The first mint in the United States was the Philadelphia Mint was established in 1792; Philadelphia was the capitol of the United States at the time. This mint struck all coinage until 1835. According to the United States Mint, the Act of March 3, 1835 established the first branch mints in the country in Dahlonega, Georgia, and Charlotte, North Carolina. The act also provided that the Director of the Mint would decide on the regulations for identifying coins stamped at each institution to ensure the central control of all coinage. This was so that production from different branch mints of the establishment could be standardized. Mint mark usage also ensured recognition of the Mint of issue when received in circulation or returned to the Mint. Have you ever noticed a small letter on a coin near the date? This letter is the mint mark of the coin. A mint mark is defined as a small letter on a coin identifying which of the United States Mint’s facilities struck the coin.
The two first branch mints, Charlotte (“C” mint mark) and Dahlonega (“D” mint mark) were the first two branch mints, established because of the discovery of gold nearby.
The Dahlonega Mint was opened in 1838 and coined more than $100,000 worth of gold in its first year and had produced almost 1.5 million gold coins in total. The Charlotte Mint opened for business in 1837 and only raw gold was processed and refined until 1838, when the first $5 gold half eagle was struck. Both mints were closed in 1861 because of the Civil War and never re-opened. San Francisco (“S” mint mark) opened a mint in 1854 to handle the discovery of gold in nearby Sutter’s Mill, and to make circulating currency for the recent influx of people to the area hunting that gold. It is the only mint in this section of this article which
still operates today minting proof coins, commemorative coins, and bullion coins (see below). The New Orleans Mint (“O” mint mark) was a major worldwide port, and opened a new mint in 1854 (under the same act as San Francisco) to refine foreign silver entering the port into US coins. It closed after minting its final coins in 1904 because of limited capacity and a lessened need for its existence. The Carson City Mint (“CC” mint mark) was opened in 1870 for production of silver coinage because of the discovery of large nodes of silver nearby, but was closed in 1893 due to a lack of volume in mining new silver.
The “S” mint mark was used on all coins minted in San Francisco from the beginning of production in 1854 until 1955 when production at the mint was suspended. In 1965, production resumed but on a more limited basis. Supplemental coinage was produced at the San Francisco mint from 1968 to 1974 and once again displayed the ‘S’ mint mark. At the end of 1974 the purpose of the San Francisco mint was altered, and through today they mint only proof coins, bullion and commemorative coins.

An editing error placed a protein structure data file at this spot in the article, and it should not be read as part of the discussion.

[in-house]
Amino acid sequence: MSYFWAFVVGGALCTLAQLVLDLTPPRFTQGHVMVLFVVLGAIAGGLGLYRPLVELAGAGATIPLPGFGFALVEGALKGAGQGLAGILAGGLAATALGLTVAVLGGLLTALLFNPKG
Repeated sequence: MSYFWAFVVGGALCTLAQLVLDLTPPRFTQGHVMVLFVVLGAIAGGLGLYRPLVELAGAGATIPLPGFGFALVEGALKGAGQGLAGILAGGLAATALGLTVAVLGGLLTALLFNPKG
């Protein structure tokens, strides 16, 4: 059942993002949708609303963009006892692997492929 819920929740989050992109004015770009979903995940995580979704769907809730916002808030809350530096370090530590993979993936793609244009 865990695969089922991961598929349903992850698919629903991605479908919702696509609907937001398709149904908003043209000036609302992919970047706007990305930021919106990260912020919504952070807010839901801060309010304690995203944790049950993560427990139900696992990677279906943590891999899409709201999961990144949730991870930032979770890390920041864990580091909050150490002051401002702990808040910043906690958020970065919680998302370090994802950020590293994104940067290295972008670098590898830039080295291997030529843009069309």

The Denver mint began operation in 1906 re-using the ‘D’ mint mark that Dahlonega had used from 1838 through 1861. There was a point in time, though, that the mint mark was removed. The Coinage Act of 1965 was established, in small part, to prohibit the use of mint marks for a period of five years (along with its primary purpose of removing silver from circulating coinage). And while coins dated 1965, 1966 and 1967 don’t have any mint marks, the practice of using mint marks was resumed in 1968. This is also when they were permanently relocated from the reverse of coins to the obverse side. This date freeze in mint marks was established because the Mint was striving to build up coin inventories.
The West Point Mint was originally built as a place to store silver in 1938, and was known as the West Point Bullion Depository at the time. This changed in the 1970s. In 1973, the West Point Mint produced some of the United States’ cents. In 1980 it began to strike gold medallions and storing gold in vaults. In 1983, the West Point Mint began minting gold coins. Now, the West Point Mint is strictly a specialty shop and helper to the other branch mints. The West Point Mint produces primarily commemorative coins and collector bullion issues.
In the early years of coin production, the only Mint in operation was located in Philadelphia, and so identification of where a coin was minted wasn’t necessary. And even after the other branch mints were established, the Philadelphia mint – because they were the ‘main’ mint – continued to mint coins without a mint mark. Because of rationing and metal shortage during WWII, in 1942 the composition of the five cent coin was changed to 35% silver, 56% copper and 9% manganese. To distinguish these special coins from those that had already been minted, a ‘P’ mint mark was added to the reverse side of the coin above the Monticello dome. After the war, a return to the regular alloy was made and the ‘P’ on Philadelphia coinage was discontinued. The mint mark on Philadelphia coins once again began reappearing in 1979, and today all coins minted in Philadelphia bear the ‘P’ mint mark except the cent.
Check back to the Beginner’s Corner next week to explore the impact that mint marks can have on collecting coins.
||Kelsey graduated from the University of South Florida in Tampa with a B.A. in mass communications. She is new to the world of numismatics, but as the Marketing Specialist for MCM is dedicated to learning all there is to know.|